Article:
South Carolina utility regulators say SCE&G has submitted documents on an ill-fated nuclear project, at the final moments before a deadline set by the state Public Service Commission.
Office of Regulatory Staff (ORS) spokesman Ron Aiken said the company provided its internal communications to the state agency at 5 p.m. Friday, the deadline set by the commission after it refused to reconsider the order last week. The documents were the same ones provided to state and federal investigators looking into the V.C. Summer nuclear expansion’s failure and could show what SCE&G officials knew as the project became increasingly expensive and unlikely to finish anywhere close to budget.
The Public Service Commission ruled ORS officials have a right to the same documents as the agency determines whether SCE&G and its parent company SCANA acted “prudently” on the project. ORS represents ratepayers in issues before the commission.
“Basically the case of ‘What they knew and when they knew it,’ can only be really told through SCANA’s own internal documentation,” Aiken said. “We don’t have any of that.”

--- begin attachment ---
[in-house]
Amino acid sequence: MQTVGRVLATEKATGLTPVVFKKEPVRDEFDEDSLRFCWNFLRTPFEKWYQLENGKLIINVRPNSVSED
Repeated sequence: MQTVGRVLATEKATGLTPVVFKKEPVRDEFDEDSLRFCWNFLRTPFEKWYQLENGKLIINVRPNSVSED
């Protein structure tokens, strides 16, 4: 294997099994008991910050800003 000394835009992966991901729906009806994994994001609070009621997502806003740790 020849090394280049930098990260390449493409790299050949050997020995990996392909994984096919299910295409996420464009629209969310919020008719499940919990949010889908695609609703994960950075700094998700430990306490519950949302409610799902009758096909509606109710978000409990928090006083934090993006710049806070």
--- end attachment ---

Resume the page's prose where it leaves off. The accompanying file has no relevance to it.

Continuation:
State-owned utility Santee Cooper — which is not regulated by the PSC — has already turned over its own documents at the order of Gov. Henry McMaster.
A PSC public hearing officer in June ordered SCE&G to turn over the documents it gave to the U.S. Justice Department, FBI, Security and Exchange Commission and the state Attorney General and State Law Enforcement Division by July 6. The full commission agreed last week. SCE&G has insisted the order violates state law since the documents do not deal directly with what the commission must decide.
The PSC is relying on ORS to present the case as it decides what SCE&G can charge its ratepayers — if anything — to repay the failed project’s estimated $9 billion debt. The commission would also need to sign off on SCANA’s proposed merger with Dominion Energy.
SCANA had ten days to ask for an appeal on last week’s order.